In the case of an aggregated order (an order which comprises two or more purchase and/or sell orders of the same security placed by different clients by a Regulated Intermediary for an on-exchange order or off-exchange order)
the Regulated Intermediary would assign a specific code to the aggregated order as prescribed by the HKEx and tag the code to the order when it is submitted as an on-exchange order or as part of OE Trade Reporting. The Regulated Intermediary would subsequently be required to submit information on each underlying order (including the relevant BCAN for each Relevant Client) of the aggregated order to the HKEx by a prescribed time
A single unique BCAN would be assigned to each Relevant Client and a separate BCAN would be assigned to identify each joint account. If a client has multiple accounts with a Regulated Intermediary, the Regulated Intermediary would assign only one unique BCAN to identify that client. The BCAN would remain unchanged and could not be reused for other clients once assigned. Prior approval from the HKEx would be required if the BCAN needs to be revised.
Collection and Submission of Client Identification Information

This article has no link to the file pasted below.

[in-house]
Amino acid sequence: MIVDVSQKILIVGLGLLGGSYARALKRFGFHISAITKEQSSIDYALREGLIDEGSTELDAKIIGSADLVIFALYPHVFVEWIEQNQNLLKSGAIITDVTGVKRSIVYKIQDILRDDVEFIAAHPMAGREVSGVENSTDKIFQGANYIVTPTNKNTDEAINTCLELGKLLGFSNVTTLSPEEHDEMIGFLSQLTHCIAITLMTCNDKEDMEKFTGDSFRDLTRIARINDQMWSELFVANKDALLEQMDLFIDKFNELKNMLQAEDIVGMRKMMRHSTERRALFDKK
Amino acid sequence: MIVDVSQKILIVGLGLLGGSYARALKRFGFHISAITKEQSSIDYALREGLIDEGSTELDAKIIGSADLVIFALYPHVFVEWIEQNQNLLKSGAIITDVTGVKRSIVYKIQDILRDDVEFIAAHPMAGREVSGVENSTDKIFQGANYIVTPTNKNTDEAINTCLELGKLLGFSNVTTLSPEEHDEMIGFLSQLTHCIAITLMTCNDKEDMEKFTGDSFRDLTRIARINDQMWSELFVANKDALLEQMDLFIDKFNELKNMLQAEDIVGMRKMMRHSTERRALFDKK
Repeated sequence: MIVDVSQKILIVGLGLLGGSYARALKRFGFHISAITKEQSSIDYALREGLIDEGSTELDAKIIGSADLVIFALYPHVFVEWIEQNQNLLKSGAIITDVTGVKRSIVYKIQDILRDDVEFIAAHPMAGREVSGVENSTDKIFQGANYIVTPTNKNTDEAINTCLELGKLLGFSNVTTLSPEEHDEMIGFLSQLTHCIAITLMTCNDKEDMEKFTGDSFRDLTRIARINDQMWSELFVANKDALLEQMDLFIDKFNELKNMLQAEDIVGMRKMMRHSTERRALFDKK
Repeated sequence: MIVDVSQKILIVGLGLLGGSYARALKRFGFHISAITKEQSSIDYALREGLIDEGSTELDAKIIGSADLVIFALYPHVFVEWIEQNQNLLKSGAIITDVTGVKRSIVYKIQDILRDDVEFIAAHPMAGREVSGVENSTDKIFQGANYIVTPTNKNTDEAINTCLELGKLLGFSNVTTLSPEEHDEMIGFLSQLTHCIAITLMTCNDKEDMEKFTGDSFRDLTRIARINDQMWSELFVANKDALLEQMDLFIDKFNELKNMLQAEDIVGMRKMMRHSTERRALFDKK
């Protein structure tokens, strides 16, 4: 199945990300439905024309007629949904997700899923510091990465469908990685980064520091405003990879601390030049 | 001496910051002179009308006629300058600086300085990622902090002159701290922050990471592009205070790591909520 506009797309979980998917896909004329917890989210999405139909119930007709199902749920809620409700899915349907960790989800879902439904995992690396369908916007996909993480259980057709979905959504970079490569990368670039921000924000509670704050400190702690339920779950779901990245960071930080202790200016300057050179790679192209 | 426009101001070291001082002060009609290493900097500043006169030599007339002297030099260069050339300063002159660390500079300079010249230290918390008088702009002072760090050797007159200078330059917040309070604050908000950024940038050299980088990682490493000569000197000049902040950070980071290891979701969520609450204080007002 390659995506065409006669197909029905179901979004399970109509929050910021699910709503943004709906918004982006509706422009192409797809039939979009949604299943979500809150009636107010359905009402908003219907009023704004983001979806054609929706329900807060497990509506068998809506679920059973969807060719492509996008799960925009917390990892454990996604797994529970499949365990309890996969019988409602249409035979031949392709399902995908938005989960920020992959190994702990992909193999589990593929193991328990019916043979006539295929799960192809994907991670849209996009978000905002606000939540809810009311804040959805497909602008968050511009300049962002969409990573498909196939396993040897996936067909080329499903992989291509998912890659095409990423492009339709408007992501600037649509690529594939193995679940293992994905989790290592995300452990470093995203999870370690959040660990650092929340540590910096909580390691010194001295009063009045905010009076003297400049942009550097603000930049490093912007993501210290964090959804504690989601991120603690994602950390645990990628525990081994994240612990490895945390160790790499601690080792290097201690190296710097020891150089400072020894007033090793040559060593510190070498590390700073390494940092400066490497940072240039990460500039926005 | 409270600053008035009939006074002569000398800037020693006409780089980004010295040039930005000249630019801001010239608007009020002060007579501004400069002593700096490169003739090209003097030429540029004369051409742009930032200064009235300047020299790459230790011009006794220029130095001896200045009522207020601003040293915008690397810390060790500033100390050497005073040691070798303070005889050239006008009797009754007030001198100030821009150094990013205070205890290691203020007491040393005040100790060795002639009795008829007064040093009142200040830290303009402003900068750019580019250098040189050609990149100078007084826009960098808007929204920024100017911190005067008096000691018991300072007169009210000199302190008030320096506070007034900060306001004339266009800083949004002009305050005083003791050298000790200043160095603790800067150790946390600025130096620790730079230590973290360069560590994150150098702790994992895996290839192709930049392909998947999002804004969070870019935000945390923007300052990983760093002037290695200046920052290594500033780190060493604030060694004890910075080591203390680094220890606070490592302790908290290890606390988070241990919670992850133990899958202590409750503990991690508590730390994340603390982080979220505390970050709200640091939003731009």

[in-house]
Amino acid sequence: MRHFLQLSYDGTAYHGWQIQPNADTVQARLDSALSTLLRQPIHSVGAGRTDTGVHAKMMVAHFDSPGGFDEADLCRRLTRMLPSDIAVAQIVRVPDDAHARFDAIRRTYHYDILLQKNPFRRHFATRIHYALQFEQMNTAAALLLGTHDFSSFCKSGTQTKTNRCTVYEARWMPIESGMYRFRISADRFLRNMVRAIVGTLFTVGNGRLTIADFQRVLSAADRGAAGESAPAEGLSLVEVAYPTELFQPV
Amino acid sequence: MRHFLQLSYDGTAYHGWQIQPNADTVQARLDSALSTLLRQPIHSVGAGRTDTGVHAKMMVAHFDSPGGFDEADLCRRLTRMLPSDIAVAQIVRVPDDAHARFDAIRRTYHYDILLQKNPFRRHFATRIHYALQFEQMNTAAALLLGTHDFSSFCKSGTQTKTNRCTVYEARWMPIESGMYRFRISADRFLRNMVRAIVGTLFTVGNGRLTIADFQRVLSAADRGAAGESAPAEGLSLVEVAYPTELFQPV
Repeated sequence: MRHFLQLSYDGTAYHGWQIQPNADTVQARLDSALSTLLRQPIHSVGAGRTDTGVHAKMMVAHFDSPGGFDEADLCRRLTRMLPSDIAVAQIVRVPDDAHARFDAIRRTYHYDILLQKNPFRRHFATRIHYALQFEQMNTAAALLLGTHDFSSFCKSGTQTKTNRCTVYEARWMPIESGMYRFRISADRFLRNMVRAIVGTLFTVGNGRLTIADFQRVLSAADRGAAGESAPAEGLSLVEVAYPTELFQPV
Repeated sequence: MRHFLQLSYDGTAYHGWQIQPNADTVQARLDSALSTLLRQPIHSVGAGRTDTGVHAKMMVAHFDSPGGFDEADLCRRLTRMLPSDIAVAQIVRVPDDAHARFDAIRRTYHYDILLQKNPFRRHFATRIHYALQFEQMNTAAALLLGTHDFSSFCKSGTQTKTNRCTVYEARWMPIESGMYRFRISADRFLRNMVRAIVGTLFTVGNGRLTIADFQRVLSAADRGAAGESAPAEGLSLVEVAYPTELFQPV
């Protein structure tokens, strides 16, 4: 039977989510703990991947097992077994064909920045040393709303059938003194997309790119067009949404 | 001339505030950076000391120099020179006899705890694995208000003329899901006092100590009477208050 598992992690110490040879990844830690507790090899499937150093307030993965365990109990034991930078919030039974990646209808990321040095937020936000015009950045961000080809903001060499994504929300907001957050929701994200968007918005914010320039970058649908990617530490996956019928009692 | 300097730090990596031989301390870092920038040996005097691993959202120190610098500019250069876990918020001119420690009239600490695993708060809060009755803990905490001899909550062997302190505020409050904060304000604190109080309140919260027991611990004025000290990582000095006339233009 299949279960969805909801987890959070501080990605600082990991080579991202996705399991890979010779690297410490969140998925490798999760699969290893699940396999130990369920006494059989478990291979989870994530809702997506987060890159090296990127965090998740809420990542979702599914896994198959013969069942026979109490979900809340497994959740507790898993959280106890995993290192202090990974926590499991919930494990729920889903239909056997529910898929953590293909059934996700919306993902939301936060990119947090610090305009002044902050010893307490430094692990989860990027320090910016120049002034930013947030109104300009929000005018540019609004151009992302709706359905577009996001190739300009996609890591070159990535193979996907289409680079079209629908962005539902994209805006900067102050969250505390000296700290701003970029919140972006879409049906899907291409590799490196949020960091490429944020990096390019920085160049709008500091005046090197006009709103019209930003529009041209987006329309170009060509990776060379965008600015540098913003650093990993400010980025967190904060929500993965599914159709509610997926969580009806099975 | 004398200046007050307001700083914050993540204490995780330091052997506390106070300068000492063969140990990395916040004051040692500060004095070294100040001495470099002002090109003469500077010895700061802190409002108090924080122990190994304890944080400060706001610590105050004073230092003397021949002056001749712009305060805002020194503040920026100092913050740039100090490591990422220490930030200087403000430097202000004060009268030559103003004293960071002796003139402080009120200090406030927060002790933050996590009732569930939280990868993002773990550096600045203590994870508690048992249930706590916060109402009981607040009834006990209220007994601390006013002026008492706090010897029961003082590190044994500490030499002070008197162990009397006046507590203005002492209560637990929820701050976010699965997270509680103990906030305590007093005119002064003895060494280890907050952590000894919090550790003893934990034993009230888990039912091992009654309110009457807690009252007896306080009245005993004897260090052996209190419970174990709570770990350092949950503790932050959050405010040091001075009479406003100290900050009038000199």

Information Required to be Collected as Client Identification Information
Under the proposed regime, Regulated Intermediaries would be required to ensure that the following information has been collected as Client Identification Information (known as Client Identification Data or CID) from the Relevant Client and ensure that up-to-date CID is submitted to the central data repository, which is to be maintained by the HKEx in respect of an on-exchange order or OE Trade Reporting, by a prescribed time:
full name as shown on the identity document;
identity document’s issuing country or jurisdiction;
type of identity document;
in the case of an individual client, the order of priority would be: (1) HKID card, (2) national identification document, (3) passport;
in the case of a corporate client, the order of priority would be: (1) Legal Entity Identifier (LEI) registration document, (2) certificate of incorporation, (3) business registration certificate, (4) other equivalent documents; and
identity document number.
In the case of a client that is a trust, the CID of the trustee would be collected, however in the case of a trust which is an investment fund, the CID of the asset management company or the individual fund which opened a trading account with the Regulated Intermediary would be collected.
For clients of a joint account, the CID of all clients named for a joint account would be required to be provided under the same BCAN assigned to that account.
Logistics of the Collection and Submission of Client Identification Information